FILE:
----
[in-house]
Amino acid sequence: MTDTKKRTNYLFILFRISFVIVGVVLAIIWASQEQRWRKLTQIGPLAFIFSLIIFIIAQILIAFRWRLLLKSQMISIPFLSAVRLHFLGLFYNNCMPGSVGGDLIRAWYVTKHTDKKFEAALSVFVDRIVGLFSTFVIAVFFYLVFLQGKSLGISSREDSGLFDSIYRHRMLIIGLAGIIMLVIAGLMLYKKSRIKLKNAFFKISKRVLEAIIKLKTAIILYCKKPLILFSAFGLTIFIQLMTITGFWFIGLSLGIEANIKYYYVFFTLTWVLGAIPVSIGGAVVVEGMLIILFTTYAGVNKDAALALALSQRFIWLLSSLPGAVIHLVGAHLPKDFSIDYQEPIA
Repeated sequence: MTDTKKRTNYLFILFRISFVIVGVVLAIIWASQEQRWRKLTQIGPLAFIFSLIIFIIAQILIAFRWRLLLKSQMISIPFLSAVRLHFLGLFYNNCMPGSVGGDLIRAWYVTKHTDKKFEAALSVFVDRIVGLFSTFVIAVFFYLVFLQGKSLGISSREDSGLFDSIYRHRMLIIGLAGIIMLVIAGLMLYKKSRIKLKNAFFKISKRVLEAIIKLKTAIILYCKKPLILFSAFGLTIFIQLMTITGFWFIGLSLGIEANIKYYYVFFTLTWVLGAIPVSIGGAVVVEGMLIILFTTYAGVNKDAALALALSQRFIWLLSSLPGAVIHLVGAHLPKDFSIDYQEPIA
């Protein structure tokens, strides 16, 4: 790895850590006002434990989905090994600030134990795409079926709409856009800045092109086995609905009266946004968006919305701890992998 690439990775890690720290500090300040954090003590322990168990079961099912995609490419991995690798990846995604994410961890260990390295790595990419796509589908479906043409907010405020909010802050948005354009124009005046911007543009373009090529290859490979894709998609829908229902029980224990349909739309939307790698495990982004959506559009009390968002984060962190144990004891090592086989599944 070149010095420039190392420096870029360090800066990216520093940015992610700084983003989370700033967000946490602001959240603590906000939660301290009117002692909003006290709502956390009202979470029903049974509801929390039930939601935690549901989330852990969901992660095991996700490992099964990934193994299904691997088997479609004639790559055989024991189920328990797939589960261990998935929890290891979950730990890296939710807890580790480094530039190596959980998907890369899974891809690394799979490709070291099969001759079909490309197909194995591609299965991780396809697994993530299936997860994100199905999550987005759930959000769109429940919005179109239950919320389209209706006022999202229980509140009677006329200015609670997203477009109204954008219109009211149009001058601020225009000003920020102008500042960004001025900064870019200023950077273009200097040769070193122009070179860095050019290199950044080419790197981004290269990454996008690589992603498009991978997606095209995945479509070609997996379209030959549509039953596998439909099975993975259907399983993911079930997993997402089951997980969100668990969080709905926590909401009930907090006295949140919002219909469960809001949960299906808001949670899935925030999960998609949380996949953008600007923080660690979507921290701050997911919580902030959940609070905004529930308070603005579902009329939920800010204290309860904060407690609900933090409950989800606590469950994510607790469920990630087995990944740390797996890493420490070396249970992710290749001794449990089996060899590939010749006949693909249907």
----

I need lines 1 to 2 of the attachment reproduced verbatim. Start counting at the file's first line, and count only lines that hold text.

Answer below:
[in-house]
Amino acid sequence: MTDTKKRTNYLFILFRISFVIVGVVLAIIWASQEQRWRKLTQIGPLAFIFSLIIFIIAQILIAFRWRLLLKSQMISIPFLSAVRLHFLGLFYNNCMPGSVGGDLIRAWYVTKHTDKKFEAALSVFVDRIVGLFSTFVIAVFFYLVFLQGKSLGISSREDSGLFDSIYRHRMLIIGLAGIIMLVIAGLMLYKKSRIKLKNAFFKISKRVLEAIIKLKTAIILYCKKPLILFSAFGLTIFIQLMTITGFWFIGLSLGIEANIKYYYVFFTLTWVLGAIPVSIGGAVVVEGMLIILFTTYAGVNKDAALALALSQRFIWLLSSLPGAVIHLVGAHLPKDFSIDYQEPIA